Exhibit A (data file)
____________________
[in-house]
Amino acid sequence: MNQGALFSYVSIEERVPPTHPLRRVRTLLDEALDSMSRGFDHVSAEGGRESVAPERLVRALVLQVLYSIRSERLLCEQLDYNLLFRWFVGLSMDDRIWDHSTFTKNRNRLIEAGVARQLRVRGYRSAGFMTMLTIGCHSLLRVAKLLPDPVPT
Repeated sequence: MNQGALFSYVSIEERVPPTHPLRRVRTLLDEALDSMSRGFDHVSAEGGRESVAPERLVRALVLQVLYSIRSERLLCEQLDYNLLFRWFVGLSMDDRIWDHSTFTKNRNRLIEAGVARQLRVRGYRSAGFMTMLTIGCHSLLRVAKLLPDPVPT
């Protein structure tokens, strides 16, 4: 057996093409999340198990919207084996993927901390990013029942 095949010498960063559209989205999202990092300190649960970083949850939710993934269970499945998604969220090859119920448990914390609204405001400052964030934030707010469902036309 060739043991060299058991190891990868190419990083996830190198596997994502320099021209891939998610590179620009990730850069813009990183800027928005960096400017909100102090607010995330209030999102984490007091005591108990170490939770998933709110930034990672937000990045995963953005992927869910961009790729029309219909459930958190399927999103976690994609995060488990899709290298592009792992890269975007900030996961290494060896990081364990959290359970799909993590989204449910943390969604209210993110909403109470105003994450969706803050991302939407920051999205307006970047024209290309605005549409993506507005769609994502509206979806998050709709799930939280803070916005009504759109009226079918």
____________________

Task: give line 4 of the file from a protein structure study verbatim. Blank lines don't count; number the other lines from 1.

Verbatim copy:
């Protein structure tokens, strides 16, 4: 057996093409999340198990919207084996993927901390990013029942 095949010498960063559209989205999202990092300190649960970083949850939710993934269970499945998604969220090859119920448990914390609204405001400052964030934030707010469902036309 060739043991060299058991190891990868190419990083996830190198596997994502320099021209891939998610590179620009990730850069813009990183800027928005960096400017909100102090607010995330209030999102984490007091005591108990170490939770998933709110930034990672937000990045995963953005992927869910961009790729029309219909459930958190399927999103976690994609995060488990899709290298592009792992890269975007900030996961290494060896990081364990959290359970799909993590989204449910943390969604209210993110909403109470105003994450969706803050991302939407920051999205307006970047024209290309605005549409993506507005769609994502509206979806998050709709799930939280803070916005009504759109009226079918």